Advertisement

Organised Dependence: Politicians and Bureaucrats in Japan

Chapter
  • 33 Downloads
Part of the St Antony’s Series book series

Abstract

By 1994 it had become anachronistic to think of Japan’s system of ministries and elite bureaucrats as contributing to the political and economic vitality of the nation.2 The bureaucracy is held responsible by some for increasingly rancorous trade conflicts with the United States.3 With the LDP’s loss of power in the summer of 1993, the intransigence of the bureaucracy on matters of policy, particularly on the issue of tax reform, has often left politicians looking inept and too willing to surrender the privileges and responsibilities of leadership to bureaucrats.4

Keywords

Prime Minister Opposition Parti Home Affair Coordination Agency Cabinet Minister 
These keywords were added by machine and not by the authors. This process is experimental and the keywords may be updated as the learning algorithm improves.

Preview

Unable to display preview. Download preview PDF.

Unable to display preview. Download preview PDF.

Notes

  1. 2.
    Ohmae Kenichi, Heisei kanryo-ron (Heisei era bureaucracy), Tokyo, Shogakkan, 1994.Google Scholar
  2. 5.
    The two most frequently cited works in this regard have been: Chalmers Johnson, MITI and the Japanese Miracle: The Growth of Industrial Policy, 1925–1975, Stanford, Stanford University Press, 1982;Google Scholar
  3. Daniel I. Okimoto, Between MITI and the Market: Japanese Industrial Policy for High Technology, Stanford, Stanford University Press, 1989.Google Scholar
  4. 8.
    Woodrow Wilson, ‘The Study of Administration’, Political Science Quarterly, Vol. 56, No. 4, December 1941, pp. 481–506. Reprinted from The Academy of Political Science, 1887.CrossRefGoogle Scholar
  5. 9.
    Chalmers A.Johnson, ‘MITI, MPT, and the Telecom Wars’, in Johnson, Tyson and Zysman(eds), Politics and Productivity, Stanford, 1989, p. 187. MITI is the Ministry of International Trade and Industry and MPT is the Ministry of Posts and Telecommunications.Google Scholar
  6. 10.
    Hata Ikuhiko, Kanryo no kenkyu: fumetsu no pawa, 1868–1983 (Research on bureaucracy: the immortality of power, 1868–1983), Tokyo, Kodansha, 1983.Google Scholar
  7. 11.
    Bernard S. Silberman, ‘The Bureaucratic Role in Japan, 1900–1945: The Bureaucrat as Politician’, in Silberman and Harootunian(eds), Japan in Crisis: Essays on Taisho Democracy, Princeton, Princeton University Press, 1974, p. 183.Google Scholar
  8. 12.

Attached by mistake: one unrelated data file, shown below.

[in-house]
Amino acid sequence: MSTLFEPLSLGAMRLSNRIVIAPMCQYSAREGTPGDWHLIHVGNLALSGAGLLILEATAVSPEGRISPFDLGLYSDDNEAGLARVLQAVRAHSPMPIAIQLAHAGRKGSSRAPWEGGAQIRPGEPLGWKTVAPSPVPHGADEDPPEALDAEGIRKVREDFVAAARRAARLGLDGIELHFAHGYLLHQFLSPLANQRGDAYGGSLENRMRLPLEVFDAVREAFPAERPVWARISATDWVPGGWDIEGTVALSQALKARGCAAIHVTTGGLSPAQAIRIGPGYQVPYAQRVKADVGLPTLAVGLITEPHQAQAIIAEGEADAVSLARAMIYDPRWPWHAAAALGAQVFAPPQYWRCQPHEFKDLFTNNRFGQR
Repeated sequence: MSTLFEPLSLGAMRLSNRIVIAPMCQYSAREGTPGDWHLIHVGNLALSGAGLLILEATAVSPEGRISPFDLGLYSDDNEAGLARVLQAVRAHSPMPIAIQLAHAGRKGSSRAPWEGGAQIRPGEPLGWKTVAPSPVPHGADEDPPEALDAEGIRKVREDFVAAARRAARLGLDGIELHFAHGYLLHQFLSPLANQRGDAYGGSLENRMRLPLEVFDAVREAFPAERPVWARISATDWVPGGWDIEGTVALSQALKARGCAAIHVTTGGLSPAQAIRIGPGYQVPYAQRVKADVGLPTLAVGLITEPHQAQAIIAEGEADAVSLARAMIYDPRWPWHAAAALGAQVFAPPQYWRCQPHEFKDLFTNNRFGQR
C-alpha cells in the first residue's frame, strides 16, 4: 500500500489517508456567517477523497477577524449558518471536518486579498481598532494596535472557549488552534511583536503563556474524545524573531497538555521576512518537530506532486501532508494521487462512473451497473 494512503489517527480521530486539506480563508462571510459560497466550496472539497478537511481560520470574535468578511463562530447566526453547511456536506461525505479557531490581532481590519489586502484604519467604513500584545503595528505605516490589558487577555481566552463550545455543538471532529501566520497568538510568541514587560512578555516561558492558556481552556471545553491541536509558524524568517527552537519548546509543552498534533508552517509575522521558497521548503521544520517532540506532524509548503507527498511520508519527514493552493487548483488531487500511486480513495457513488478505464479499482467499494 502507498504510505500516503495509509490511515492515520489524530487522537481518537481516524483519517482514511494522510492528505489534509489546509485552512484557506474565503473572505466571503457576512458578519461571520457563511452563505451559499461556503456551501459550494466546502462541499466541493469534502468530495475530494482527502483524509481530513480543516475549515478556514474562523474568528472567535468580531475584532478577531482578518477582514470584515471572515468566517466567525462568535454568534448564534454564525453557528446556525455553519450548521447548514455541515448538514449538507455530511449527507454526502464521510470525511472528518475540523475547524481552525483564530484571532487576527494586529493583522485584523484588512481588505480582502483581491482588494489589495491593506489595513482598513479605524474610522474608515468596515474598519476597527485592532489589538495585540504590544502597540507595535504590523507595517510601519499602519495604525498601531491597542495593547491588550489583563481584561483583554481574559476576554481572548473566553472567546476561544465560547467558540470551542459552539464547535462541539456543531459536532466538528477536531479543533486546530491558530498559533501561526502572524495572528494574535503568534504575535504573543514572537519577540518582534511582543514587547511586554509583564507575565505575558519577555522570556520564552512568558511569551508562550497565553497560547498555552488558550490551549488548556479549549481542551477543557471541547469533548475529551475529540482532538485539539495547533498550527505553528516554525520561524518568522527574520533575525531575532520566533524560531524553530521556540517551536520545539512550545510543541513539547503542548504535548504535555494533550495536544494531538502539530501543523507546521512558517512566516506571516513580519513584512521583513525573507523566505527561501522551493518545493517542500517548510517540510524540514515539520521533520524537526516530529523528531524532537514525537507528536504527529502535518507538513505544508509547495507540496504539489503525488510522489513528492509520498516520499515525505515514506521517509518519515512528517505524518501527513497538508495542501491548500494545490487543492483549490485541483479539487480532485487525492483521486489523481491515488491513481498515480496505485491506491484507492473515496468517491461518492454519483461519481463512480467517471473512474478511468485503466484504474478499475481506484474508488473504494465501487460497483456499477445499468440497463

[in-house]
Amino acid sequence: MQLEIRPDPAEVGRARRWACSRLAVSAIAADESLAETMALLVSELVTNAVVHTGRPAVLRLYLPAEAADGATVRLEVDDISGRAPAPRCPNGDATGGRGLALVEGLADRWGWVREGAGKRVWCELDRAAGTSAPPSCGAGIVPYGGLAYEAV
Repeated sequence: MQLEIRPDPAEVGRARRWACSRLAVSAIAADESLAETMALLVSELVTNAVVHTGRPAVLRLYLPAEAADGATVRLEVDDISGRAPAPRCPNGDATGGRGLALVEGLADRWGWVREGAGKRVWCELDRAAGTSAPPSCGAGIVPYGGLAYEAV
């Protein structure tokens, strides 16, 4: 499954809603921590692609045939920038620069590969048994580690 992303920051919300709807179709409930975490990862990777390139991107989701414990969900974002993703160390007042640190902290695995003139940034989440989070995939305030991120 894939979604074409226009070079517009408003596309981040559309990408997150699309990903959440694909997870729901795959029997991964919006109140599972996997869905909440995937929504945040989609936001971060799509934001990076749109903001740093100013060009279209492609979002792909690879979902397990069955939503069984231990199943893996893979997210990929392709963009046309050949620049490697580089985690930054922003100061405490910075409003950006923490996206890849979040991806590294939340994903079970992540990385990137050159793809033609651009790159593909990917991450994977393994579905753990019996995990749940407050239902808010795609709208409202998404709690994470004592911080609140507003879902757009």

Peter Duus, Party Rivalry and Political Change in Taisho Japan, Cambridge, Harvard University Press, 1968.CrossRefGoogle Scholar
  9. 13.
    T.J. Pempel, ‘The Tar Baby Target: “Reform” of the Japanese Bureaucracy’, in Ward and Sakamoto (eds), Democratising Japan: The Allied Occupation, Honolulu, University of Hawaii Press, 1987, p. 179.Google Scholar
  10. 15.
    Akagi Tsuruki, Kansei no keisai (The formation of bureaucratic structure), Tokyo, Nihon Hyoronsha, 1991.Google Scholar
  11. 16.
    Hans H. Baerwald. The Purge of Japanese Leaders under the Occupation. Berkeley, University of California Press, 1959.Google Scholar
  12. 17.
    There are many advocates of this view among both Japanese and American scholars. but perhaps the most prolific on the subject has been Muramatsu Michio. For a good summary of his views, see‘Bringing Politics Back into Japan’, Daedalus, Vol. 119, No. 3, Summer 1990, pp. 141–54.Google Scholar
  13. 19.
    Sogo Kenkyu Kaihatsu Kiko, Jiten 1990 nendai Nihon no kadai (An encyclopedia of issues for Japan in the 1990s), Tokyo, Sanseido, 1987, p. 581.Google Scholar
  14. 21.
    The JSP now likes to be known as the Social Democratic Party (SDP). One of the most famous cases of an ex-bureaucrat in an opposition party is that of Wada Hiroo. Wada was known as a left-leaning bureaucrat in the Agriculture-Forestry Ministry during the war and went on to play a prominent role in the Japan Socialist Party from the time he joined in 1949. See Otake Hideo, ‘Reannament Controversies and Cultural Conflicts in Japan: The Case of the Conservatives and the Socialists’, in Kataoka Tetsuya (ed.), Creating Single-Party Democracy: Japan’s Postwar Political System, Stanford, Hoover Institution Press, 1992, pp. 68–78.Google Scholar
  15. 22.
    See Ezra N. Suleiman, ‘Bureaucracy and Politics in France’, in Suleiman (ed.), Bureaucrats and Policy Making: A Comparative Overview, New York, Holmes and Meier, 1984, pp. 123–4.Google Scholar
  16. 23.
    Gerald L. Curtis, The Japanese Way of Politics, New York, Columbia University Press, 1988, pp. 91–4.Google Scholar
  17. 26.